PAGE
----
‘Virtual virus’ unfolds the flu on a CPU

Their research is 'nothing to sneeze at,' the researchers suggest
February 10, 2015

Future simulation work will involve the influenza A virus in close apposition with a host cell membrane (credit: H. Koldsø/Oxford)

By combining experimental data from X-ray crystallography, NMR spectroscopy, cryoelectron microscopy and lipidomics (the study of cellular lipid networks), researchers at the University of Oxford have built a complete model of the outer envelope of an influenza A virion for the first time.

The simulation may help scientists better understand how the virus survives in the wild or find new ways to combat it.

The approach, known as a coarse-grained molecular dynamics simulation, has allowed them to generate trajectories at different temperatures and lipid compositions, revealing various characteristics about the membrane components.

How to simulate a virus

Their computer simulation begins by rendering the virus as a relatively large, 73-nanometer ball of loosely packed lipids. This ball then relaxes down into a smaller, 59-nanometer virion within 300 nanoseconds. The viral spike proteins are then embedded into the lipid envelope individually, before adding solvent to the system.

“In the current publication, this is just a single virion in a water droplet — but what could really get interesting is if we start putting in other molecules of interest, such as therapeutic agents,” said Tyler Reddy, a postdoctoral fellow at the University of Oxford.

Here’s what they learned from the simulation:

  • The viral spike proteins protruding from the virion’s membrane spread out, rather than aggregating close together. This is key to the strength of the interactions between influenza A virions and host cells, which are determined by the number of spike proteins that can engage with receptors. “If the separation of the spike proteins is compatible with the ‘arms’ of Y-shaped, bivalent antibodies, this information might be exploited in therapeutic design, so that two antigens may be bound simultaneously for enhanced association,” Reddy said.
  • Forssman glycolipid had a role in preventing protein aggregation and slowing down protein diffusion, so it would be important to include glycolipids in future virion simulations given their influence on the biophysical properties observed. The extended sugar head groups of glycolipids may mask antibody accessibility of the M2 proton channels in the flu envelope — the target of commonly prescribed anti-influenza drugs based on adamantane derivatives.

Understanding the membrane envelope’s structural dynamics also provides insight into the wide-ranging survival times of the virion in different environments, such as fresh-water rivers. Previous studies have indicated that the presence of influenza A in rivers has allowed waterfowl to be simultaneously exposed to source flu strains and residual anti-viral compounds excreted by local human populations, potentially giving rise to drug-resistant influenza strains. Reddy’s simulation currently monitors the virion’s stability on the microsecond scale, and it will be a challenge to assess stability over much longer time scales.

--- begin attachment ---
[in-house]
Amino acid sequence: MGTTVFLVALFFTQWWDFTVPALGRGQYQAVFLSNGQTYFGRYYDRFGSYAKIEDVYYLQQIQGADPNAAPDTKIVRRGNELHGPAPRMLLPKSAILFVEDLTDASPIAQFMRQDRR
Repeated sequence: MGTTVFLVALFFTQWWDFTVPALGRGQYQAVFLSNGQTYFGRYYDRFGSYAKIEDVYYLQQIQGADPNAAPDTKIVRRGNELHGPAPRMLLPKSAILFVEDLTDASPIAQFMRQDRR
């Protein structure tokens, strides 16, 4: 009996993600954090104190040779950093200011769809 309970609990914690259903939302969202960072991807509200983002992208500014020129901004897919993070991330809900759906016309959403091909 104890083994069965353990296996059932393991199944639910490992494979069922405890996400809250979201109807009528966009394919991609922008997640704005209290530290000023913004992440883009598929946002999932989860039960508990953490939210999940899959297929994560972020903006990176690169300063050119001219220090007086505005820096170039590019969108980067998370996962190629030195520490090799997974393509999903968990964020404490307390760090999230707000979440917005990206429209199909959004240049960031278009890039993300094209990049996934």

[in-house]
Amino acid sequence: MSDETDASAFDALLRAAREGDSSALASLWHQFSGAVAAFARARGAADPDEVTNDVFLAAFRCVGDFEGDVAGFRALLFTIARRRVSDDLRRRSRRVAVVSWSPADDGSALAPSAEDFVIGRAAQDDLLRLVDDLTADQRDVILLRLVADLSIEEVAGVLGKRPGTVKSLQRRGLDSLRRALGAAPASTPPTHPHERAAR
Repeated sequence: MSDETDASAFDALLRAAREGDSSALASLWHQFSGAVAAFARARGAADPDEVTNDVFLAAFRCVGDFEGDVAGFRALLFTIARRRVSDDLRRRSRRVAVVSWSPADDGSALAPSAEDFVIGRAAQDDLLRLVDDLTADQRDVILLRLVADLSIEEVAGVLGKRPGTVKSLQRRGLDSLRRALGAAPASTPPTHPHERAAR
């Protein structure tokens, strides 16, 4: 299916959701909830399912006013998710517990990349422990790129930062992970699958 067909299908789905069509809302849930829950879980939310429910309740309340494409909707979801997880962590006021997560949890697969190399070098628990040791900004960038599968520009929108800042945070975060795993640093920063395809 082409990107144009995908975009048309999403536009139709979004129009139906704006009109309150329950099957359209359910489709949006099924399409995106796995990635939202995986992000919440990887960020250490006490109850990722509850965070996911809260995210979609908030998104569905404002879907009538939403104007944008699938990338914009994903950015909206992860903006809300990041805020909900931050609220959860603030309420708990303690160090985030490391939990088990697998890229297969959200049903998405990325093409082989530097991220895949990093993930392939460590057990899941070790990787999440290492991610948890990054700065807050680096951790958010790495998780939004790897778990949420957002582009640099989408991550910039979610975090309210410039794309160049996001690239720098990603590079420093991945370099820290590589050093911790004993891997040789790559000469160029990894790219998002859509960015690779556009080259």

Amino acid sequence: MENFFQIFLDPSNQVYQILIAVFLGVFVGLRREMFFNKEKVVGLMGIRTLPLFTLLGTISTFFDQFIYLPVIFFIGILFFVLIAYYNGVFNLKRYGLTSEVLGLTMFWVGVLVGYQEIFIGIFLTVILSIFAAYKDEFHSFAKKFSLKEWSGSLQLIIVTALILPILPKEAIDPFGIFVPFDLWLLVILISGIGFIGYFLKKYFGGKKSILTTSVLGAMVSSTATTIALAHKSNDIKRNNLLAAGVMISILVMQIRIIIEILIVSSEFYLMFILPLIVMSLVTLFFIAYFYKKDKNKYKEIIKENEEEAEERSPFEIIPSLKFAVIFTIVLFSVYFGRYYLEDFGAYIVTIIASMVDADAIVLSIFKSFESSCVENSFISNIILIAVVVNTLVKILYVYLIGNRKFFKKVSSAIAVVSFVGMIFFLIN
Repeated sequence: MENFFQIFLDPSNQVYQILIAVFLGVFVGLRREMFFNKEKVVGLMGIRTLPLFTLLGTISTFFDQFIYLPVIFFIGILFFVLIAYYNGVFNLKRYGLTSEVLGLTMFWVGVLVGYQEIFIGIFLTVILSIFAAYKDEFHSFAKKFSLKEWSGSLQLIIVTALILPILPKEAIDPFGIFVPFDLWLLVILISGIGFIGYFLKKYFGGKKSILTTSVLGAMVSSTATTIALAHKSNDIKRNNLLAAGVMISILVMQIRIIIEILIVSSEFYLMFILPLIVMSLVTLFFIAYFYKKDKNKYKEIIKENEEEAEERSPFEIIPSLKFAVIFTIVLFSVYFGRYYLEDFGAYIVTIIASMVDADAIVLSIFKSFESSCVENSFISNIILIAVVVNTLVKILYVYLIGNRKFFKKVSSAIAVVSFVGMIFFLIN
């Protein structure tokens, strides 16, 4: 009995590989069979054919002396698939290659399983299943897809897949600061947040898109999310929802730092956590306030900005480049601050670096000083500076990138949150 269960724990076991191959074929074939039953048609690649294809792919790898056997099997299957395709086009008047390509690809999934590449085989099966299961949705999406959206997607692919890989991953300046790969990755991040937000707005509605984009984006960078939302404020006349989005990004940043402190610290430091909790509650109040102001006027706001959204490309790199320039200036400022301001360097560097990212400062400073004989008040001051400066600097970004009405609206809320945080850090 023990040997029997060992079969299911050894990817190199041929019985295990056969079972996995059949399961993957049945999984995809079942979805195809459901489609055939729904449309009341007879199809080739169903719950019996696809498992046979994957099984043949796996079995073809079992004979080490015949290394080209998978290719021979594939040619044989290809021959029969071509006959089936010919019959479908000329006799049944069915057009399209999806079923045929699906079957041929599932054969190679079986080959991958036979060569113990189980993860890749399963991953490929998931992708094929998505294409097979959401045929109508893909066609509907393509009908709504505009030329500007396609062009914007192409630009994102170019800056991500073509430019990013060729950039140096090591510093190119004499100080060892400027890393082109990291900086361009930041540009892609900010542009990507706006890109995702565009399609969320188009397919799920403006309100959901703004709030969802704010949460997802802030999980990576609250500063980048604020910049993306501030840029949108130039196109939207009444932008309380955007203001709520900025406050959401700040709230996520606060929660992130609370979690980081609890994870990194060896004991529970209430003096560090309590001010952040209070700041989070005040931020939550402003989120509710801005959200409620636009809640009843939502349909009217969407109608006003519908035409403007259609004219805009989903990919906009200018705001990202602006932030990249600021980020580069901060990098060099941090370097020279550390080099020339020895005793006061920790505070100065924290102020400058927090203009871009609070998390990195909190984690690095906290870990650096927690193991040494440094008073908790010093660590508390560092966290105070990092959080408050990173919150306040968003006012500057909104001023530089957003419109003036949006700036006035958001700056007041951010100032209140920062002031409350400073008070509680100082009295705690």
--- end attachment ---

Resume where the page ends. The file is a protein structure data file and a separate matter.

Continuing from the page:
“We are a long way from being able to perform molecular dynamics simulations that span the year time scale,” Reddy said. “Nonetheless, we now have a platform for looking at influenza A virion behavior in silico (in a computer simulation)  and perhaps certain compounds or solutions could be used to accelerate destabilization on an observable time scale.

“We’re making the coordinate data freely available in the hopes that other groups have interesting ideas for use with this model as well, and so that they can criticize and help improve the model.”

Hopefully, this information will go viral. …


Abstract for Nothing to sneeze at: a dynamic and integrative computational model of an influenza A virion

Tackling the ongoing challenge of influenza infectivity would benefit greatly from a molecular understanding of why the influenza A virion exhibits seasonal patterns of infectivity and has wide-ranging survival times in different environments. A computational approach to the study of the behaviour of the virion that focuses on the poorly-understood structural and dynamic role of the lipids is presented here. We have combined experimental data from X-ray crystallography, NMR spectroscopy, cryoelectron microscopy, and lipidomics to build a full-scale computational model of the influenza A virion. This represents the first set of microsecond-scale molecular dynamics simulations of an enveloped virion in explicit solvent that we are aware of. We report results for a set of simulations at different temperatures and with varying lipid compositions. The Forssman glycolipid, which is prevalent in the influenza A lipidome, influences several biophysical characteristics of the virion model, including diffusion and clustering of proteins and lipids. The distribution of peplomers on the virion surface is consistent with accessibility to bivalent antibodies. The distances of binding sites for host cell sialic acid-containing receptors have been analyzed in the virion model for a variety of planar host cell membrane attack orientations. The relatively rigid membrane of the influenza A virion model exhibits a number of biophysical properties consistent with experimental measurements, and may serve as a useful platform for in silico assessment of virion behaviour.